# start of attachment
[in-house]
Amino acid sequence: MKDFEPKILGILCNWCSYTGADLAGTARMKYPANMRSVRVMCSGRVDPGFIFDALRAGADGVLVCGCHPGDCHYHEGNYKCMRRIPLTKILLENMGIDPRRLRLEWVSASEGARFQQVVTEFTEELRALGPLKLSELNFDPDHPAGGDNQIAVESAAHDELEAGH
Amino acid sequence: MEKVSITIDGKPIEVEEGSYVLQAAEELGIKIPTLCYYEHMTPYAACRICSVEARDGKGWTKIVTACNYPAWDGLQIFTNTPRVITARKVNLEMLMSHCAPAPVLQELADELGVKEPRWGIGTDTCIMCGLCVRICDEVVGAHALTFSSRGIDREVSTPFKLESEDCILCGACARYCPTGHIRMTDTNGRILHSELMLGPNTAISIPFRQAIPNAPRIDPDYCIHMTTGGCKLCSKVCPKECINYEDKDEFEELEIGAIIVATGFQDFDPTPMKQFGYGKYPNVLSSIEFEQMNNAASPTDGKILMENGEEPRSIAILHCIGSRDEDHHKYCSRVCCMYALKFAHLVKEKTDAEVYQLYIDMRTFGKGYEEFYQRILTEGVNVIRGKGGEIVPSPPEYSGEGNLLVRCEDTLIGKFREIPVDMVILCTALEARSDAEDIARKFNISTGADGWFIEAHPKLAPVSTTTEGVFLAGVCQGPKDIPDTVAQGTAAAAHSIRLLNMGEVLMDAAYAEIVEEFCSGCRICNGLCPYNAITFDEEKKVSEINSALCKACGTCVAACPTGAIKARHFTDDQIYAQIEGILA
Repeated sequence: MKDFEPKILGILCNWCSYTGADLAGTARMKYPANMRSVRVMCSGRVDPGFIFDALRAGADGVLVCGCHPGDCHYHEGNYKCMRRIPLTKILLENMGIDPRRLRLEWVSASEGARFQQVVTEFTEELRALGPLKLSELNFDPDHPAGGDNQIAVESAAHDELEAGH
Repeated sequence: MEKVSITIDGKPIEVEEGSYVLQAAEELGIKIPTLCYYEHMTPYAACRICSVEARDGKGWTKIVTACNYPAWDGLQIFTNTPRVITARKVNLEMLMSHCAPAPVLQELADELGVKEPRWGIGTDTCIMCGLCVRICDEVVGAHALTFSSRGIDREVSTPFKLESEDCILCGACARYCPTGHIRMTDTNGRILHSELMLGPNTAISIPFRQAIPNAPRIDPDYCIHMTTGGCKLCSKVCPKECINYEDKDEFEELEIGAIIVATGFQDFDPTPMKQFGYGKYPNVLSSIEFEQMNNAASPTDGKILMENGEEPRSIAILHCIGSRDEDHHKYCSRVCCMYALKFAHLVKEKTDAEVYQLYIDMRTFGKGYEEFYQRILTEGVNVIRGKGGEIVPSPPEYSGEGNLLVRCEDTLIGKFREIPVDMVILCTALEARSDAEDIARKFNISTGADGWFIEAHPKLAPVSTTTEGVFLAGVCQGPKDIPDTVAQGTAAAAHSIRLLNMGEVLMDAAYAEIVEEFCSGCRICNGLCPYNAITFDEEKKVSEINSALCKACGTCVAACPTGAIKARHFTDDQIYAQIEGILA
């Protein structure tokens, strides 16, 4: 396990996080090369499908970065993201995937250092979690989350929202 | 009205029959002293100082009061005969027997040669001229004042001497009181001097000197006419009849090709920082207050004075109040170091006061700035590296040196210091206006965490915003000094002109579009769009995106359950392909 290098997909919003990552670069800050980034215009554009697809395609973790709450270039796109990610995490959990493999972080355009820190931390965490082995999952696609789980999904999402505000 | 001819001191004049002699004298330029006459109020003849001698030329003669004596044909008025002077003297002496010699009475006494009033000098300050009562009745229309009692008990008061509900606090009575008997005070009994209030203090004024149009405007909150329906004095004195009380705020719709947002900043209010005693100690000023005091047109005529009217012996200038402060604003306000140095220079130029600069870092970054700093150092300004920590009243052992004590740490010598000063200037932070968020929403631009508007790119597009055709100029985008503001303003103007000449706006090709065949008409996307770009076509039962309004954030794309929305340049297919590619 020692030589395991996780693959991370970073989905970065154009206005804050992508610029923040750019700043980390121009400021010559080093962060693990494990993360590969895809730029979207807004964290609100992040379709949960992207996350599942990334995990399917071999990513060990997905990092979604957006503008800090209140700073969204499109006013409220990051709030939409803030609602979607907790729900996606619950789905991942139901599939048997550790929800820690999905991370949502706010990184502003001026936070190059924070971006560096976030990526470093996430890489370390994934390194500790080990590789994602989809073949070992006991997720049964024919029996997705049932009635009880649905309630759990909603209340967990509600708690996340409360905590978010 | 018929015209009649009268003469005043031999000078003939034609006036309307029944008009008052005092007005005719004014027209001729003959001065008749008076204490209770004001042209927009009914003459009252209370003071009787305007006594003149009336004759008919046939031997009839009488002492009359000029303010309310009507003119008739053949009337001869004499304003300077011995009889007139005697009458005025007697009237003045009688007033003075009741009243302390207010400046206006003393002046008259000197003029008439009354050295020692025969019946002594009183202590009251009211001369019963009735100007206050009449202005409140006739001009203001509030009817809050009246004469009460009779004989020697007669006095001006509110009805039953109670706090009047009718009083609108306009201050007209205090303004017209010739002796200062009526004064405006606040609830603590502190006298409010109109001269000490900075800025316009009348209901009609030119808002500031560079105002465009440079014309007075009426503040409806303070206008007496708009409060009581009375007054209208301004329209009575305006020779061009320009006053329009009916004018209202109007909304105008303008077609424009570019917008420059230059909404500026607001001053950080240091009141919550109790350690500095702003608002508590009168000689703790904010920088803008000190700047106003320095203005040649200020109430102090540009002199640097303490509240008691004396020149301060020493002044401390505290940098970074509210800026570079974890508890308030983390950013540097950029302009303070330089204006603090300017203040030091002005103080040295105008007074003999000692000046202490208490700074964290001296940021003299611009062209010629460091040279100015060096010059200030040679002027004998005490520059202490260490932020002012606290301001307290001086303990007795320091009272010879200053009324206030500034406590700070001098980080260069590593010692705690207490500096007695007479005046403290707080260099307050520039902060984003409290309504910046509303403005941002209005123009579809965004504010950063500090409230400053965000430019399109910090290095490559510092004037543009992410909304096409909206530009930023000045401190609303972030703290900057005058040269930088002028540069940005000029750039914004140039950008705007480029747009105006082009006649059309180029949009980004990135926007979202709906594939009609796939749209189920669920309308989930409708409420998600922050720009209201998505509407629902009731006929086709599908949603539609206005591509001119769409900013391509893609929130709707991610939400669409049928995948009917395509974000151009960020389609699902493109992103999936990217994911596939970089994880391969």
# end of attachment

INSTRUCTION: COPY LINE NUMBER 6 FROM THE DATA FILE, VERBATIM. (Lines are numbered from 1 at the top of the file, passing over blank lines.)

């Protein structure tokens, strides 16, 4: 396990996080090369499908970065993201995937250092979690989350929202 | 009205029959002293100082009061005969027997040669001229004042001497009181001097000197006419009849090709920082207050004075109040170091006061700035590296040196210091206006965490915003000094002109579009769009995106359950392909 290098997909919003990552670069800050980034215009554009697809395609973790709450270039796109990610995490959990493999972080355009820190931390965490082995999952696609789980999904999402505000 | 001819001191004049002699004298330029006459109020003849001698030329003669004596044909008025002077003297002496010699009475006494009033000098300050009562009745229309009692008990008061509900606090009575008997005070009994209030203090004024149009405007909150329906004095004195009380705020719709947002900043209010005693100690000023005091047109005529009217012996200038402060604003306000140095220079130029600069870092970054700093150092300004920590009243052992004590740490010598000063200037932070968020929403631009508007790119597009055709100029985008503001303003103007000449706006090709065949008409996307770009076509039962309004954030794309929305340049297919590619 020692030589395991996780693959991370970073989905970065154009206005804050992508610029923040750019700043980390121009400021010559080093962060693990494990993360590969895809730029979207807004964290609100992040379709949960992207996350599942990334995990399917071999990513060990997905990092979604957006503008800090209140700073969204499109006013409220990051709030939409803030609602979607907790729900996606619950789905991942139901599939048997550790929800820690999905991370949502706010990184502003001026936070190059924070971006560096976030990526470093996430890489370390994934390194500790080990590789994602989809073949070992006991997720049964024919029996997705049932009635009880649905309630759990909603209340967990509600708690996340409360905590978010 | 018929015209009649009268003469005043031999000078003939034609006036309307029944008009008052005092007005005719004014027209001729003959001065008749008076204490209770004001042209927009009914003459009252209370003071009787305007006594003149009336004759008919046939031997009839009488002492009359000029303010309310009507003119008739053949009337001869004499304003300077011995009889007139005697009458005025007697009237003045009688007033003075009741009243302390207010400046206006003393002046008259000197003029008439009354050295020692025969019946002594009183202590009251009211001369019963009735100007206050009449202005409140006739001009203001509030009817809050009246004469009460009779004989020697007669006095001006509110009805039953109670706090009047009718009083609108306009201050007209205090303004017209010739002796200062009526004064405006606040609830603590502190006298409010109109001269000490900075800025316009009348209901009609030119808002500031560079105002465009440079014309007075009426503040409806303070206008007496708009409060009581009375007054209208301004329209009575305006020779061009320009006053329009009916004018209202109007909304105008303008077609424009570019917008420059230059909404500026607001001053950080240091009141919550109790350690500095702003608002508590009168000689703790904010920088803008000190700047106003320095203005040649200020109430102090540009002199640097303490509240008691004396020149301060020493002044401390505290940098970074509210800026570079974890508890308030983390950013540097950029302009303070330089204006603090300017203040030091002005103080040295105008007074003999000692000046202490208490700074964290001296940021003299611009062209010629460091040279100015060096010059200030040679002027004998005490520059202490260490932020002012606290301001307290001086303990007795320091009272010879200053009324206030500034406590700070001098980080260069590593010692705690207490500096007695007479005046403290707080260099307050520039902060984003409290309504910046509303403005941002209005123009579809965004504010950063500090409230400053965000430019399109910090290095490559510092004037543009992410909304096409909206530009930023000045401190609303972030703290900057005058040269930088002028540069940005000029750039914004140039950008705007480029747009105006082009006649059309180029949009980004990135926007979202709906594939009609796939749209189920669920309308989930409708409420998600922050720009209201998505509407629902009731006929086709599908949603539609206005591509001119769409900013391509893609929130709707991610939400669409049928995948009917395509974000151009960020389609699902493109992103999936990217994911596939970089994880391969």